Racing to the bottom

GOVERNMENT JOBS in Washington are being widely targeted for hiring freezes, layoffs, privatization, or sharp reductions in benefits. For much of the voting public—which looks at the public sector's good wages and benefits and sees the evils of a bloated bureaucracy—these cutbacks make sense. After all, we are in a recession, and our city, county, and state governments are all in serious financial trouble.

The combination of unions and government service means that public sector jobs—whether in bureaucracies, schools, or on the docks—often have far better pay and benefits than in the private sector. In government, as in private business, payroll is the biggest expense—and both wages and skyrocketing health insurance costs are eating public budgets alive.

The problem is that the discrepancy between earnings in the public and private sectors isn't usually because government workers are overpaid. Rather, it's because the rest of us are underpaid, and our earnings have been slowly but steadily declining for most of the past three decades.

Union contracts, which often guarantee cost-of-living increases and benefits, have helped mitigate that pressure in public jobs. But beyond that, paying someone what they're worth and retaining them for the long term benefits the public—a consideration private companies needn't bother with.

As the philosophy of "running government like a business" has become more fashionable—and both the Port of Seattle and the Seattle School District are flush with bureaucrats who mouth these sorts of platitudes—so has the private sector tradition of screwing workers. But workers aren't going quietly.

Last week, parents, bus drivers, and union activists confronted the Seattle School Board and persuaded its members to delay voting to replace the board's long-standing contract with Laidlaw, a union bus company. By contracting with Durham School Services, a nonunion company, the board would save $1.5 million annually.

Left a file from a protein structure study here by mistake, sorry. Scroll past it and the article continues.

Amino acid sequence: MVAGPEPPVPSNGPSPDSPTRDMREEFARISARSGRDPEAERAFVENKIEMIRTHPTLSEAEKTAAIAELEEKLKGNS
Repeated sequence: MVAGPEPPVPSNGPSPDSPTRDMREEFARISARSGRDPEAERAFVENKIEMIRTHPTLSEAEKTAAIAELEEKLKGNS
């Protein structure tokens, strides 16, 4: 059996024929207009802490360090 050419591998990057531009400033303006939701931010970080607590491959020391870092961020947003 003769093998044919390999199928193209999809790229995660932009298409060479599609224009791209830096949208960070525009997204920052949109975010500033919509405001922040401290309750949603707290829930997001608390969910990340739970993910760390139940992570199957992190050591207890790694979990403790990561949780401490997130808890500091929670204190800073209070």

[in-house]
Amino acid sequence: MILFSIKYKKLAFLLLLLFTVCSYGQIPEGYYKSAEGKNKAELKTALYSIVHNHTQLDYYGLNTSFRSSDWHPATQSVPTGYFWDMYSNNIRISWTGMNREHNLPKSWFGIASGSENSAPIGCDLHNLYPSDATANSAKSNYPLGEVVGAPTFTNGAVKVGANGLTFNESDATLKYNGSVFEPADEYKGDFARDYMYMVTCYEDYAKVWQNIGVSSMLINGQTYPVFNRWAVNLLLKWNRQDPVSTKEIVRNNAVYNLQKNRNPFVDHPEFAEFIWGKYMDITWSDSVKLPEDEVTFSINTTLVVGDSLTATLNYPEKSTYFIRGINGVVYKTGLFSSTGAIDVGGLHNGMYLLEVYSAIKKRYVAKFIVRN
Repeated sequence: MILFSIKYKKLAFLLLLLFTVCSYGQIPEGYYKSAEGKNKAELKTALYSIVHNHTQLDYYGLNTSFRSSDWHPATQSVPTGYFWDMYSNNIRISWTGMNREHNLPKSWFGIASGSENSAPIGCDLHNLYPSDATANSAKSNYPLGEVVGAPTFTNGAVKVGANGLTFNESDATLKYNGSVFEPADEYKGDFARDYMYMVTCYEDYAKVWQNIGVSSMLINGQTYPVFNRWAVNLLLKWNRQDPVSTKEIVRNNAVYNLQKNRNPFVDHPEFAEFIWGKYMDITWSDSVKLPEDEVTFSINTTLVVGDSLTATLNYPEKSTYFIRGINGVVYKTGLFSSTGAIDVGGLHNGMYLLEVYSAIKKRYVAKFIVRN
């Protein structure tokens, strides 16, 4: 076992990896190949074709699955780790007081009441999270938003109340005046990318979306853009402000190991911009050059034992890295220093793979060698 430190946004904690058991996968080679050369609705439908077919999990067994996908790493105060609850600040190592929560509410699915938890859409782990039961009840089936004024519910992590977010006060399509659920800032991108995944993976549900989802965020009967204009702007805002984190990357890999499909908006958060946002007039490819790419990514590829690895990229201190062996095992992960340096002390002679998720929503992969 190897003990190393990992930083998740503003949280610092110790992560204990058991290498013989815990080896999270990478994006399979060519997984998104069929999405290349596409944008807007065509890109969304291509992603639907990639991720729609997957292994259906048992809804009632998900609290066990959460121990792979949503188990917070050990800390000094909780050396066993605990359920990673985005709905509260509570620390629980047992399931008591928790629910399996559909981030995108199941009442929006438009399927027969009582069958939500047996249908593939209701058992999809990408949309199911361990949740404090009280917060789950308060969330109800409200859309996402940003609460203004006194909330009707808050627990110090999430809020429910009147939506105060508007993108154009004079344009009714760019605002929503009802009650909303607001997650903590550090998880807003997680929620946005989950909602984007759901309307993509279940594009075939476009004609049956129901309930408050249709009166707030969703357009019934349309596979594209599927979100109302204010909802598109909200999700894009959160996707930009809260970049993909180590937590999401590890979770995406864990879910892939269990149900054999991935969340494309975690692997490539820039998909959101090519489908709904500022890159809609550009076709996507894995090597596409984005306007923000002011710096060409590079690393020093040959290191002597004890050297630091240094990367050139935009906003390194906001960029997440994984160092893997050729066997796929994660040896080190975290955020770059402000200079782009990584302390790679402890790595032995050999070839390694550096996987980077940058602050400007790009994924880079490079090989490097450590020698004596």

Pro-union forces argue that the savings come at the expense of livable wages and safety. While the top 200 Laidlaw drivers have an average of 13 years of experience, Durham can only offer that 50 percent of its drivers have experience of six months or more. Activists charge that inexperience and other concerns about maintenance practices will make safety an issue.

But critics are also howling over what they charge is a lack of transparency in the School Board's decision-making process. Activists asked for a delay at the March 20 meeting because the announcement that School District staff recommended the Durham contract came only on March 4, and the district only reluctantly released information on the competing bids on March 18, two days before the board's scheduled decision. Workers, parents, and community members had little idea the process was even afoot.

All this will sound eerily familiar to waterfront workers after the Port of Seattle's controversy late last year over privatizing work on crane maintenance. There, the complaints were the same: privatization, nonunion contracts, lower wages, working conditions and safety, and an only reluctantly accountable public process. On the latter point, the International Brotherhood of Electrical Workers just filed suit against the Port of Seattle, charging it with violations of open-meeting laws.

Both the school bus and waterfront controversies resonate, less dramatically, throughout the area's governments. It's the "race to the bottom"—figuring that governments don't have to pay their workers as much because we can't do better elsewhere. It's the same dynamic that, on its flip side, allows corporations to play governments off each other to get tax credits, exemptions, and outright gifts—because the company can always do better elsewhere. In all cases, the public welfare—what governments are supposed to be serving—suffers. Which is why so much of this stuff seems to happen behind closed doors.

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